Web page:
KU fraternity at center of viral video storm issues comment
LAWRENCE, Kan. (WIBW) - A University of Kansas fraternity at the center of a viral Facebook video firestorm that erupted over the weekend issued a statement late Sunday giving its side of an incident in which a man said his car was blocked and he was splashed with alcohol after he made a wrong turn into the fraternity’s driveway.
In a tweet released Sunday night, the Gamma-Omicron Chapter of Kappa Sigma fraternity said a man “claiming to have made a wrong turn videotaped the members of Kappa Sigma for a period in excess of 5 minutes in our neighboring sorority’s parking lot.”
The fraternity’s tweet said the incident occurred Saturday evening.
The Kappa Sigma tweet continued that when the man was “confronted by our membership for maintaining his presence on private property, he became hostile, used aggressive language, and threatened to run over our members.”
The man, Jacob Schooler, told 13 NEWS on Sunday that he was on his way home and took a wrong turn that led him to the fraternity house.
Schooler said he started recording a gathering after seeing a group of individuals who he said appeared to be drunk outside the fraternity house.
Schooler says he was trying to leave when some of the individuals at the gathering blocked his car and prevented it from leaving, while one of them threw a drink into his car.
Kappa Sigma’s tweet said the fraternity hasn’t yet validated the individual’s claim that a beverage was thrown at him.
“If determined that is the case,” the Kappa Sigma tweet said, “that is an unacceptable action for which we apologize, and the members responsible will be held accountable by the fraternity.
The tweet also said members present in the lawn of the fraternity house “are all residents of the Chapter House and acted in compliance Douglas County guidelines pertaining to people residing together. No outside guests have been or are to be allowed on the property in accordance with current University of Kansas guidance.
“Our members were outside to welcome new sorority pledges to campus, at the request of sorority chapters, as other fraternities did similarly,” the tweet said.
The Kappa Sigma facility is private property and has as its primary point of access a private drive owned and maintained by multiple property owners. The fraternity house is located at 1045 Emery Road, just northwest of the KU campus.
The tweet continued, “While it is regrettable that this incident occurred, it is equally regrettable that individuals have subsequently chosen to invade the privacy of law-abiding individuals residing on their property, including inflicting property damage upon our house this morning, presumably prompted by the video this statement references.”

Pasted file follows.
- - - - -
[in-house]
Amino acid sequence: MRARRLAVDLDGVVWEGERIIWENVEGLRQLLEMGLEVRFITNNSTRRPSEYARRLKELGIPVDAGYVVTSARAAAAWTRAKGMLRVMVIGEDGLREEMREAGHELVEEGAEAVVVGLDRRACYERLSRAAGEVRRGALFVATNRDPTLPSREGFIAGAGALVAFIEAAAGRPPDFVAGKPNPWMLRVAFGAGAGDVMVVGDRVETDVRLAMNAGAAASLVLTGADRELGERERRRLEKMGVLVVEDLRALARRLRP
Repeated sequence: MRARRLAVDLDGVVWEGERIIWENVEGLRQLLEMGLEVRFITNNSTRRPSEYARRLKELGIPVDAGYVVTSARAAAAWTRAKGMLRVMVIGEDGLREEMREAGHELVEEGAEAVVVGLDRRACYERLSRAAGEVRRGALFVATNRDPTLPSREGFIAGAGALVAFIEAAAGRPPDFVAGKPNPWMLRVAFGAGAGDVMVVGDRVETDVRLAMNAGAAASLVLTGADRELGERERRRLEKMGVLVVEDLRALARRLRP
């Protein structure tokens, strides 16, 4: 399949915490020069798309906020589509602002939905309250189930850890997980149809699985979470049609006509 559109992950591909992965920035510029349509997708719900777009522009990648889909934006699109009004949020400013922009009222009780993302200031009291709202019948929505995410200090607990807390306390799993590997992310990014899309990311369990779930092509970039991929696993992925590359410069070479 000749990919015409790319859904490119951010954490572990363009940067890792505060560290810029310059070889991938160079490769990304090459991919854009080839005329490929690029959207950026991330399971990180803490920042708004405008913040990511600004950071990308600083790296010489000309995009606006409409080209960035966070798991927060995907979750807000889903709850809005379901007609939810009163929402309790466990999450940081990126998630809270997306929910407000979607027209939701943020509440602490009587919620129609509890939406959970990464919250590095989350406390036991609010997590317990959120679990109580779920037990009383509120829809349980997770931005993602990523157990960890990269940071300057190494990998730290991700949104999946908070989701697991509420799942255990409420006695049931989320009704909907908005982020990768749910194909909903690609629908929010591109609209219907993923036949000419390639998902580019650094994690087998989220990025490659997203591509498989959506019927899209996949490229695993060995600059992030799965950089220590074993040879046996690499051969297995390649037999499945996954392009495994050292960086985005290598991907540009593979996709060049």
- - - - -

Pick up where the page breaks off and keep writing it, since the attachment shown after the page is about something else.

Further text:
The tweet said the treatment of the fraternity house director over the past 24 hours was “even more regrettable.” The tweet said the fraternity house director has “the unenviable task of ensuring the Chapter House is sanitized twice daily, that members are in compliance with local ordinances and CDC guidance while attempting to provide the college experience these young men are seeking to obtain.”
The tweet added that all of the Kappa Sigma fraternity’s in-house residents have been tested for COVID-19, and “none have received a positive result.”
However, University of Kansas on Sunday night issued a cease and desist order to Kappa Sigma and Phi Kappa Psi fraternities who are accused of violating COVID-19 health and safety guidelines.
Douglas Girod, KU’s chancellor posted a message to the community that said in part, “We are aware of social activities over the weekend hosted by KU students in violation of county regulations and university policies related to the COVID-19 pandemic. We have issued cease-and-desist orders to two fraternities – Kappa Sigma and Phi Kappa Psi – and issued 14-day public health bans for the members of these organization.”
Girod added, “We will not tolerate selfish and irresponsible behavior that puts the health and safety of our community at risk; that disrespects staff, faculty and students who have worked to prepare our campuses for reopening; that jeopardizes the long-term viability of the university; and that recklessly disregards the authorities of the university, city, and county.”
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